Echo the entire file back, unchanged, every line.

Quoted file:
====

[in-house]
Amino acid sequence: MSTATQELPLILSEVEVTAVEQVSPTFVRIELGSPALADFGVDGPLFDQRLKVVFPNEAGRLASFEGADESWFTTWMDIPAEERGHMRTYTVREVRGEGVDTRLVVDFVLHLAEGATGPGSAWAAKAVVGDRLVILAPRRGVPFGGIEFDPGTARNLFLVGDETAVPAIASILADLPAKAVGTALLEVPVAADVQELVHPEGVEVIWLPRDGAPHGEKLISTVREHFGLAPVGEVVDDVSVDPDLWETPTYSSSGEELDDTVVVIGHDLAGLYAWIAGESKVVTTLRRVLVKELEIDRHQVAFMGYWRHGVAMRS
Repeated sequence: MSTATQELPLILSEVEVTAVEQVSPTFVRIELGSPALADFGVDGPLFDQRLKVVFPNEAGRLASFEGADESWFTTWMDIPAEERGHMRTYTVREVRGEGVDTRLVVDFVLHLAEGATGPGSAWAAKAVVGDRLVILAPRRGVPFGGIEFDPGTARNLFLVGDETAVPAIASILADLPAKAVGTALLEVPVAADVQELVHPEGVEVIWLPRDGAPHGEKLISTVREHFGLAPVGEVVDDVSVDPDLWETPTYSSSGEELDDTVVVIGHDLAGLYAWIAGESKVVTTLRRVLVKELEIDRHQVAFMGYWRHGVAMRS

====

[in-house]
Amino acid sequence: MSTATQELPLILSEVEVTAVEQVSPTFVRIELGSPALADFGVDGPLFDQRLKVVFPNEAGRLASFEGADESWFTTWMDIPAEERGHMRTYTVREVRGEGVDTRLVVDFVLHLAEGATGPGSAWAAKAVVGDRLVILAPRRGVPFGGIEFDPGTARNLFLVGDETAVPAIASILADLPAKAVGTALLEVPVAADVQELVHPEGVEVIWLPRDGAPHGEKLISTVREHFGLAPVGEVVDDVSVDPDLWETPTYSSSGEELDDTVVVIGHDLAGLYAWIAGESKVVTTLRRVLVKELEIDRHQVAFMGYWRHGVAMRS
Repeated sequence: MSTATQELPLILSEVEVTAVEQVSPTFVRIELGSPALADFGVDGPLFDQRLKVVFPNEAGRLASFEGADESWFTTWMDIPAEERGHMRTYTVREVRGEGVDTRLVVDFVLHLAEGATGPGSAWAAKAVVGDRLVILAPRRGVPFGGIEFDPGTARNLFLVGDETAVPAIASILADLPAKAVGTALLEVPVAADVQELVHPEGVEVIWLPRDGAPHGEKLISTVREHFGLAPVGEVVDDVSVDPDLWETPTYSSSGEELDDTVVVIGHDLAGLYAWIAGESKVVTTLRRVLVKELEIDRHQVAFMGYWRHGVAMRS